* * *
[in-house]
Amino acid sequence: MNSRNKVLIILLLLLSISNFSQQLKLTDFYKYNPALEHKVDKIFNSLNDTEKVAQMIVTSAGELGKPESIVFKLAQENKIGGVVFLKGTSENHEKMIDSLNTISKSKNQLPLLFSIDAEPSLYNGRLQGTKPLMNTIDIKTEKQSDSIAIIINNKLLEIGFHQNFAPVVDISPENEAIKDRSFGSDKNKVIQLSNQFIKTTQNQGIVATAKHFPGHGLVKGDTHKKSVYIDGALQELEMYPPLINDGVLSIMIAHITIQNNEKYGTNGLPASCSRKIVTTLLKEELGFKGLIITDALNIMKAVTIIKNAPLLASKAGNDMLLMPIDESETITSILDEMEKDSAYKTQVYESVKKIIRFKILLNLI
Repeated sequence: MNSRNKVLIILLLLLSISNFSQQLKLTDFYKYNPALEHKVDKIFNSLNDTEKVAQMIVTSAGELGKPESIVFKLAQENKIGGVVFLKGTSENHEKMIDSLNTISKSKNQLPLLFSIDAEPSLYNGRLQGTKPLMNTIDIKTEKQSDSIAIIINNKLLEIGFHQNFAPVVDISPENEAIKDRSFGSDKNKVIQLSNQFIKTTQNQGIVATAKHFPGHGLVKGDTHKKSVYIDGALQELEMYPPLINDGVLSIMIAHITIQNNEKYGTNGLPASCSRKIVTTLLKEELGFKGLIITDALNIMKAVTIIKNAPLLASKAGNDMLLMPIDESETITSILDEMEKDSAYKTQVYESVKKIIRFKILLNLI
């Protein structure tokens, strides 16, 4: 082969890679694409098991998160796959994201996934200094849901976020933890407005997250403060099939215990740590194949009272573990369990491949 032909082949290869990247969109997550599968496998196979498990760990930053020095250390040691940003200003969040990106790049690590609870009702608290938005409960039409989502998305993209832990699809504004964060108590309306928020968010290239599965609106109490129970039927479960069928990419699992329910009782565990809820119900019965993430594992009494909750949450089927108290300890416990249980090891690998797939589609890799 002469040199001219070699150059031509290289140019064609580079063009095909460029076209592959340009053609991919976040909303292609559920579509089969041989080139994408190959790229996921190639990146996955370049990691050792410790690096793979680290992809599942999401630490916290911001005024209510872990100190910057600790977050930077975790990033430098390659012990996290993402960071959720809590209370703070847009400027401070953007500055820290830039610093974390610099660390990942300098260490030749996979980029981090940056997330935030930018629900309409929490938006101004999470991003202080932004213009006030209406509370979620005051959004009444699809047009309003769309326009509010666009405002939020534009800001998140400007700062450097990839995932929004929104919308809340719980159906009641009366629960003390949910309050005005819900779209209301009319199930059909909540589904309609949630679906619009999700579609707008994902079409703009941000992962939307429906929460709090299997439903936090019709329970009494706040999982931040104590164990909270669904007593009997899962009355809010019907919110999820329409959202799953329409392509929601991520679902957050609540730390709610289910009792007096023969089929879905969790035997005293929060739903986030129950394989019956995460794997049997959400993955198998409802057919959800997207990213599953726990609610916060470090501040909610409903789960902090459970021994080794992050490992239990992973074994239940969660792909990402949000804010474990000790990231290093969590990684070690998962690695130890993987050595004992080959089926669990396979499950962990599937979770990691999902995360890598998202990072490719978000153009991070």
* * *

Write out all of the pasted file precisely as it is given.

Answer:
[in-house]
Amino acid sequence: MNSRNKVLIILLLLLSISNFSQQLKLTDFYKYNPALEHKVDKIFNSLNDTEKVAQMIVTSAGELGKPESIVFKLAQENKIGGVVFLKGTSENHEKMIDSLNTISKSKNQLPLLFSIDAEPSLYNGRLQGTKPLMNTIDIKTEKQSDSIAIIINNKLLEIGFHQNFAPVVDISPENEAIKDRSFGSDKNKVIQLSNQFIKTTQNQGIVATAKHFPGHGLVKGDTHKKSVYIDGALQELEMYPPLINDGVLSIMIAHITIQNNEKYGTNGLPASCSRKIVTTLLKEELGFKGLIITDALNIMKAVTIIKNAPLLASKAGNDMLLMPIDESETITSILDEMEKDSAYKTQVYESVKKIIRFKILLNLI
Repeated sequence: MNSRNKVLIILLLLLSISNFSQQLKLTDFYKYNPALEHKVDKIFNSLNDTEKVAQMIVTSAGELGKPESIVFKLAQENKIGGVVFLKGTSENHEKMIDSLNTISKSKNQLPLLFSIDAEPSLYNGRLQGTKPLMNTIDIKTEKQSDSIAIIINNKLLEIGFHQNFAPVVDISPENEAIKDRSFGSDKNKVIQLSNQFIKTTQNQGIVATAKHFPGHGLVKGDTHKKSVYIDGALQELEMYPPLINDGVLSIMIAHITIQNNEKYGTNGLPASCSRKIVTTLLKEELGFKGLIITDALNIMKAVTIIKNAPLLASKAGNDMLLMPIDESETITSILDEMEKDSAYKTQVYESVKKIIRFKILLNLI
């Protein structure tokens, strides 16, 4: 082969890679694409098991998160796959994201996934200094849901976020933890407005997250403060099939215990740590194949009272573990369990491949 032909082949290869990247969109997550599968496998196979498990760990930053020095250390040691940003200003969040990106790049690590609870009702608290938005409960039409989502998305993209832990699809504004964060108590309306928020968010290239599965609106109490129970039927479960069928990419699992329910009782565990809820119900019965993430594992009494909750949450089927108290300890416990249980090891690998797939589609890799 002469040199001219070699150059031509290289140019064609580079063009095909460029076209592959340009053609991919976040909303292609559920579509089969041989080139994408190959790229996921190639990146996955370049990691050792410790690096793979680290992809599942999401630490916290911001005024209510872990100190910057600790977050930077975790990033430098390659012990996290993402960071959720809590209370703070847009400027401070953007500055820290830039610093974390610099660390990942300098260490030749996979980029981090940056997330935030930018629900309409929490938006101004999470991003202080932004213009006030209406509370979620005051959004009444699809047009309003769309326009509010666009405002939020534009800001998140400007700062450097990839995932929004929104919308809340719980159906009641009366629960003390949910309050005005819900779209209301009319199930059909909540589904309609949630679906619009999700579609707008994902079409703009941000992962939307429906929460709090299997439903936090019709329970009494706040999982931040104590164990909270669904007593009997899962009355809010019907919110999820329409959202799953329409392509929601991520679902957050609540730390709610289910009792007096023969089929879905969790035997005293929060739903986030129950394989019956995460794997049997959400993955198998409802057919959800997207990213599953726990609610916060470090501040909610409903789960902090459970021994080794992050490992239990992973074994239940969660792909990402949000804010474990000790990231290093969590990684070690998962690695130890993987050595004992080959089926669990396979499950962990599937979770990691999902995360890598998202990072490719978000153009991070």